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RE: What is the limit? (was RE: multi-homing fixes)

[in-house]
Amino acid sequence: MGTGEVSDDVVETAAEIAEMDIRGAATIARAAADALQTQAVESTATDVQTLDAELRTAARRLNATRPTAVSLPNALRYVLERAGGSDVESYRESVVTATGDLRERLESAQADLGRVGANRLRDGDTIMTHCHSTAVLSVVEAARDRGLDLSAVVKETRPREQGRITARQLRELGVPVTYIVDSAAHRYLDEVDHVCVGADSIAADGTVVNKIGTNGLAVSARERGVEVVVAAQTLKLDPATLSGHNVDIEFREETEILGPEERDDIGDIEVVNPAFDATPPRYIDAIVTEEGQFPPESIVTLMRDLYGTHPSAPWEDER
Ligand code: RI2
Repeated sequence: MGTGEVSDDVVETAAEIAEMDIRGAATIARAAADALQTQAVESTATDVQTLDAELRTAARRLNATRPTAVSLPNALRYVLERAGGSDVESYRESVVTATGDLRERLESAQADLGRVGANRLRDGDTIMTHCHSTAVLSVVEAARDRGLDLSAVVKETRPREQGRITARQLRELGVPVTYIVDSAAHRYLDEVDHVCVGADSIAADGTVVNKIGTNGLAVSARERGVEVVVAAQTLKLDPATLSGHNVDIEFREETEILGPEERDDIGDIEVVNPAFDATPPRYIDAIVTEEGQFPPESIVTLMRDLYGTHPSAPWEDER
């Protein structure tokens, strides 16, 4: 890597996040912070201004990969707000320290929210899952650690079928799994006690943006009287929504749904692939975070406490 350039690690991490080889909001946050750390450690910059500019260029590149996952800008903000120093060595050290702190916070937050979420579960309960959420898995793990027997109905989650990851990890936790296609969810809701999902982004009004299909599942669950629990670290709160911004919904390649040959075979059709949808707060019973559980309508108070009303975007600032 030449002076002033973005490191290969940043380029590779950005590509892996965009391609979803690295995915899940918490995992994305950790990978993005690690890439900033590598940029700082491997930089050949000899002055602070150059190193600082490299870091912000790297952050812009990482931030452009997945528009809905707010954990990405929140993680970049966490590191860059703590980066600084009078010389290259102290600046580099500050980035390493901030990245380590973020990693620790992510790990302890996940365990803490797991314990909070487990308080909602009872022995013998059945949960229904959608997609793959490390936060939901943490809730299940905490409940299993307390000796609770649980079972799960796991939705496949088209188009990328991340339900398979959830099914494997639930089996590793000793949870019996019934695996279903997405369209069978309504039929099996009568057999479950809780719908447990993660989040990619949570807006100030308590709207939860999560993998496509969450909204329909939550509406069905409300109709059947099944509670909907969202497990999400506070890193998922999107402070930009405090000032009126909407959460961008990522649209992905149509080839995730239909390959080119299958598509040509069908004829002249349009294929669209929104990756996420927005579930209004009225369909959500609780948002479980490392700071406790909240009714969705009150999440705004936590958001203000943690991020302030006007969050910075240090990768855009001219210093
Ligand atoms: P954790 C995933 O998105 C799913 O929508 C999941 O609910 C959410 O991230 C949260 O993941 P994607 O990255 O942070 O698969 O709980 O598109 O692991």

|> From: Sam Thomas [mailto:firstname.lastname@example.org] |> Sent: Thursday, August 30, 2001 2:57 AM |> |> On Wed, Aug 29, 2001 at 11:36:03PM -0700, Roeland Meyer wrote: |> > |> > |> From: Randy Bush [mailto:email@example.com] |> > |> Sent: Wednesday, August 29, 2001 9:18 PM |> > |> |> > |> > there would appear to be people who assert its not |> > |> > unafordable to compute the routes for the current, |> > |> > and the forseeable network. |> > |> |> > |> and there are those of us who think we can probably do |> > |> so iff we stop the explosion of /24s. |> > |> > Okay, let's get it back out of the realm of opinion and |> > into requirements. |> > I'll even go down one step more, to /25. Take the entire |> > IP addr space, |> > break it ALL into /25's, times the BGP table entry size, |> > how big is that? |> > Also, I just got a price quote for 512MB ECC PC133 DIMMS |> > at $49US, retail. |> using Jonthan Disher's calculation of 155B/route (a check |> of my local neighborhood gsr gave ~185B/route, but this is |> all academic anyway so we'll use his number since it was |> first and so folk playing along at home can have some |> continuity), i get ~5GB for the whole address space as /25s. |> (using 185B/route, it came to just over 8GB). Thank you, it was the route-entry size that I didn't have defensible numbers on. I knew roughly what they were, but was already out on the limb.<g> |> i don't know of any off the shelf consumer hardware that |> supports >2GB (i looked, really!), so the price to stick |> that $800 ($16 is extremely reasonable shipping cost for |> 16 memory sticks, see if you can find it ;) of ram on |> something just went up an order of magnitude. Okay, well I wasn't talking about COTS boards anyway. I was talking about commodity tech, at the chip level. What us old microP silicon mechanics called the "component" level. Circuit boards all cost the same to build and design, regardless of the content of the design, with minor variations. It's ALL automated these days. Feed a schematic in one end and, about a week later, get a circuit board design out the other, with none-to-little human intervention. Manufacturing is about the same. It is the components that attach to them that contains the variable cost. It is those components whose cost is dropping like lemmings off a cliff. You see, chip design and manufacture is almost getting to the same place as circuit boards. The only human-introduced variable is in the original design and architecture. That cost is amortised over the volume of units sold. This is where commodity tech has a huge cost/performance advantage. |> > Considering what router vendors charge, with very fat |> > margins, for their low-tech routers, affordable tech |> > arguments don't hold water. Routers are expensive |> > because someone is stupid enough to pay the prices. |> i guess we're in the wrong business. we should go develop |> discount routers using near-current off-the-shelf |> technology. thinking this through, i'm already amazed at |> the lack of glut for discount high-capacity routers. You haven't been paying attention to the stock market then. Why do you think router vendor stock prices are dropping like flies? Maybe because there *is* a glut of cheap used equipment? This is forcing more sane prices on them and, as a direct result, their earnings reports are down. |> oops. some folk (like me) actually want the core router |> to be able to handle a chassis chock-full-o-oc48s. |> that'll take a bit of specialized hardware. oh, and |> it would be really nice-ah if the router could forward |> ip packets amongst those oc48s at something approaching |> line-rate. that'll take an industrial strength backplane. |> not finding too many multi-Gb/s backplanes on pricewatch.com, |> so guess that will have to be custom built, and we'll |> probably have to develop some custom circuitry to handle the |> custom backplane as well. I'll bet that COGm, for a Cisco Catalyst 6509, with all GigE blades, is under $5KUS. Further, that the major cost is the sheet-metal and paint work, not the electronix. In the last three years, I emplaced 6 of them at ~$200K each. Please tell me that isn't a very fat margin and yes, I do know about keystone pricing and how the distro channel works. Even R&D isn't a major cost, given enough volume. Manufacturing has been commoditized for over 20 years. Are you telling me that Cisco can't give us better tech, for less money, than they've been doing thus far? |> shoot, forgot software. we've run up the cost so much, we'll |> just drop in a peecee with a linux kernel and zebra. we |> won't be able to route packets through it, though, so i |> guess we'll have to custom manufacture some other |> device to handle the actual packing shuffling. or, we |> could custom develop a single unit and some software that |> runs on it. i'm sure there are plenty of |> bgp/mpls/multicast/etc clued programmers willing to work |> in our software sweatshop for minimum wage to keep costs low. see, Richard Stallman and the FSF. I'll save my thoughts on open-source "free" software for another day. Please know that MHSC is a Caldera VAR (still dealing with Caldera assilimating the "enemy", SCO), and we can sell you a copy of SCO OpenUNIX these days (but not cheap <sigh>). Yes, I've had GateD running for some time now. Software cost is a part of R&D costs. |> so, after all this, how big of a bargain is using that $800 |> in ram so far? All the additional conditions should make ZERO difference to the COGs of the product. Are you telling me that 8GB worth of table entries is a small market? |> ok, it's still probably at least a few bucks cheaper than |> vendor X. let's go sell it. hah! silly customers want a |> number to call when it breaks. well, it uses cheap |> off-the-shelf memory and processor, how much can it really |> cost to support? You know ... in the past 10 years, with many hundreds of servers, I have had ZERO CPU failures and ZERO RAM failures, past the infant mortality period. Even in workstations, all such failures were caused by brilliant actions, like restricting the airflow (wrapping the darned thing in a blanket, once), even then, the HDDs were the first to die. With zero moving parts, if you can keep them cool, they run forever. They obsolece long before they die. I have one old server, an amdK6-233, whose RAM (128MB of SIMMs) has been in 24x7 operation for over 6 years. It's also running a AHA2940 that has seen 24x7 operation since 1996. |> since we used commodity hardware (at least ram and |> processor), we won't have to stock spares. i'm sure |> we can trust our customers to buy the right parts |> off the shelf at "Bubba's Fine House of PeeCee Hardware". You can kid around if you want to. But, you're only showing irrational bias. An Intel part is an Intel part, regardless of whether Bubba or Einstein sells it to you. Likewise with RAM. If the board don't take standard PC133 RAM then the design is defective. Bubba doesn't make the parts. He only sells them. Unless, Bubba has a silicon foundry in his basement. In that case, his name probably isn't Bubba. |> now, would everyone kindly get off the $EXPENSIVE ram from |> vendor X whine? Those who discount, discounts, wind up broke, before those that don't. |> > royally ripped off there. Cisco takes special RAM because |> > Cisco designed incompatible RAM circuitry so they could |> > charge you more for the Cisco label. It also bolsters |> > the FUD-storm and the after-market support vendors. |> |> or, maybe it's because they had the foresight to know that |> if they used commodity ram, a bunch of cheapskate morons |> would be plugging in the cheapest ram they could find at |> the saturday morning swapmeet, and making dozens of |> "warranty" support calls because the router crashes all the |> time or half the packets come through looking like |> swiss cheese. Maybe the alternative was to hire competent circuit design engineers that could design circuits that don't have those vulnerabilities? In my book, the moron was the fool that didn't design with those cheapskates in mind.